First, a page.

As the Ghanaian filmmaking community continues to grow and consistent collaborations between Bazawule and Fernandez continue, perhaps Bazawule’s wishes might come true.

Credit: Blitz The Ambassador

“Michael is Latino and understands the importance of black and brown media images. The work that we continue do has to be global and has to leave a footprint.”

At that rate, what’s to say that Latinos in the U.S. and Latin America won’t be glued to their television screens while watching Ghanaian telenovelas in twenty years?

READ: 11 Crucial Life Lessons I Learned, Not From My Parents, But From Telenovelas

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Exclusive: Luis Fonsi Talks Working with Rauw Alejandro, Christina Aguilera, and Demi Lovato

Entertainment

Exclusive: Luis Fonsi Talks Working with Rauw Alejandro, Christina Aguilera, and Demi Lovato

Luis Fonsi is kicking off 2021 with a new single. The Puerto Rican superstar premiered the music video for “Vacío” on Feb. 18 featuring rising Boricua singer Rauw Alejandro. The guys put a new spin on the classic “A Puro Dolor” by Son By Four.

Luis Fonsi throws it back to his románticas.

“I called Omar Alfanno, the writer of ‘A Puro Dolo,’ who is a dear friend,” Fonsi tells Latido Music. “I told him what my idea was [with ‘Vacío’] and he loved it. He gave me his blessing, so I wrote a new song around a few of those lines from ‘A Puro Dolor’ to bring back that nostalgia of those old romantic tunes that have been a part of my career as well. It’s a fresh production. It sounds like today, but it has that DNA of a true, old-school ballad.”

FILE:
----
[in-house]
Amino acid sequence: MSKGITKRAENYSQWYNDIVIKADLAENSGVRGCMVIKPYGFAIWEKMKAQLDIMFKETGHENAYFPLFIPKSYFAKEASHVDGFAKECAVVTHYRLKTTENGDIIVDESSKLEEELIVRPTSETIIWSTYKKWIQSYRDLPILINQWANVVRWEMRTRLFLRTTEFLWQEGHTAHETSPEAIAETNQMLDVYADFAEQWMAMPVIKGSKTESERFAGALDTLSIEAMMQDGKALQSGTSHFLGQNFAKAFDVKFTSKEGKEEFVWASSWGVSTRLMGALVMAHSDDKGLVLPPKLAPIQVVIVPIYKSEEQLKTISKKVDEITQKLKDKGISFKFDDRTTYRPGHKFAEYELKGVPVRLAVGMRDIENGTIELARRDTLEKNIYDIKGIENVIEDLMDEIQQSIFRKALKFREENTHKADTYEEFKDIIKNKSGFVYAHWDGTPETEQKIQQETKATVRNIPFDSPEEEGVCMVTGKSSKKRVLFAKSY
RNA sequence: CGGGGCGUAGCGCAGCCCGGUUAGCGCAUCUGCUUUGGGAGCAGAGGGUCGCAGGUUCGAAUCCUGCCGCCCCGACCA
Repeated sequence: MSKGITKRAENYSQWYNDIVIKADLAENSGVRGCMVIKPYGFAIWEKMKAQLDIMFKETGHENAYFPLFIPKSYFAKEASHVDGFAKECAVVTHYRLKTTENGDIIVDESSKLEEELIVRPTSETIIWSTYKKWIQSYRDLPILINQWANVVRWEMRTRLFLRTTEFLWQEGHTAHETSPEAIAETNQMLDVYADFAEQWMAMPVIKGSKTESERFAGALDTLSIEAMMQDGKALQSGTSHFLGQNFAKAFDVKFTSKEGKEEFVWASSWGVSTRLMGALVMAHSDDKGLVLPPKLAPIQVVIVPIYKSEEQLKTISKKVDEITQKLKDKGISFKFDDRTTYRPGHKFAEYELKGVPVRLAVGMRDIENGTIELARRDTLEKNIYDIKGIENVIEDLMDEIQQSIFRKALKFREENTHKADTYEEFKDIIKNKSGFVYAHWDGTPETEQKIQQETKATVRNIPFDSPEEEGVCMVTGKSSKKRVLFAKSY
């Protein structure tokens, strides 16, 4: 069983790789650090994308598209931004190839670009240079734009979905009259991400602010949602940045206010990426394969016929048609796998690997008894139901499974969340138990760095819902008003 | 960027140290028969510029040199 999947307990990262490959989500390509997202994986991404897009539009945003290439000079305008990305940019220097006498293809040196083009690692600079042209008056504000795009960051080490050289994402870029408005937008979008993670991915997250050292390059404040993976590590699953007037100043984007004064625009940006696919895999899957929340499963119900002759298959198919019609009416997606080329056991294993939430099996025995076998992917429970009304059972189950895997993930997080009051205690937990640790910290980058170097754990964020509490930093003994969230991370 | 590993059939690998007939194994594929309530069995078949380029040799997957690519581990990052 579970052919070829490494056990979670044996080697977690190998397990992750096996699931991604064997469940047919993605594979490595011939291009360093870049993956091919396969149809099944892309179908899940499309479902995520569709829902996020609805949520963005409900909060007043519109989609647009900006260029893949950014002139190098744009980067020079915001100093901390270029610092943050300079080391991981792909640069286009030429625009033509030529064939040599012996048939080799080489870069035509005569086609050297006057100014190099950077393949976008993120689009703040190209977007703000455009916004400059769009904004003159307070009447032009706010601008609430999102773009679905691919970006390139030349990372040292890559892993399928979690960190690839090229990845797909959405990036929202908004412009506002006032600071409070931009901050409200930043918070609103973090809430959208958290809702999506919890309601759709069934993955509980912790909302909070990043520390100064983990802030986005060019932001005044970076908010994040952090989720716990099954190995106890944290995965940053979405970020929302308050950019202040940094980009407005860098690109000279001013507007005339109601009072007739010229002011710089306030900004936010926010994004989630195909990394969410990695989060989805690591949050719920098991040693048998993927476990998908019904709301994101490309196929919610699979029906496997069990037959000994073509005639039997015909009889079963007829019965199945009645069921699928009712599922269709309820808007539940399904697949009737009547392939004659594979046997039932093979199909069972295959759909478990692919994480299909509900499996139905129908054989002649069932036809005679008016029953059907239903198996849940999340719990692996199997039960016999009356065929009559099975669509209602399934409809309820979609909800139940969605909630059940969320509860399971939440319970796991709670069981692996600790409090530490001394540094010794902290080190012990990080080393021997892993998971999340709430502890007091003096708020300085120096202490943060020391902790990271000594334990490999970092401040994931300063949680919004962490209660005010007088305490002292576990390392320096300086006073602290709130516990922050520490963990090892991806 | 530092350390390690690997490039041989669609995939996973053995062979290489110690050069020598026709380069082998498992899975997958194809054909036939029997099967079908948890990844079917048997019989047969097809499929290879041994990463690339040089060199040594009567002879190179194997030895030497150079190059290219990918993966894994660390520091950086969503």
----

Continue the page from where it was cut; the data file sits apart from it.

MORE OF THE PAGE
The world got to know Fonsi through his global smash hit “Despacito” with Daddy Yankee in 2017. The remix with Canadian pop star Justin Bieber took the song to new heights. That was a big moment in Fonsi’s music career that spans over 20 years.

There’s more to Fonsi than “Despacito.”

Fonsi released his first album, the fittingly-titled Comenzaré, in 1998. While he was on the come-up, he got the opportunity of a lifetime to feature on Christina Aguilera’s debut Latin album Mi Reflejo in 2000. The two collaborated on “Si No Te Hubiera Conocido.” Fonsi scored multiple Billboard Hot Latin Songs No. 1s in the years that followed and one of the biggest hits was “No Me Doy Por Vencido” in 2008. That was his career-defining romantic ballad.

“Despacito” remains the second most-viewed music video on YouTube with over 7.2 billion views. The hits did not stop there. Later in 2017, he teamed up with Demi Lovato for “Échame La Culpa,” which sits impressively with over 2 billion views.

He’s also appearing on The Voice next month.

Not only is Fonsi working on his new album, but also he’s giving advice to music hopefuls for the new season of The Voice that’s premiering on March 1. Kelly Clarkson tapped him as her Battle Advisor. In an exclusive interview, Fonsi talked with us about “Vacío,” The Voice, and a few of his greatest hits.

What was the experience like to work with Rauw Alejandro for “Vacío”?

Rauw is cool. He’s got that fresh sound. Great artist. Very talented. Amazing onstage. He’s got that great tone and delivery. I thought he had the perfect voice to fit with my voice in this song. We had talked about working together for awhile and I thought that this was the perfect song. He really is such a star. What he’s done in the last couple of years has been amazing. I love what he brought to the table on this song.

Now I want to go through some of your greatest hits. Do you remember working with Christina Aguilera for her Spanish album?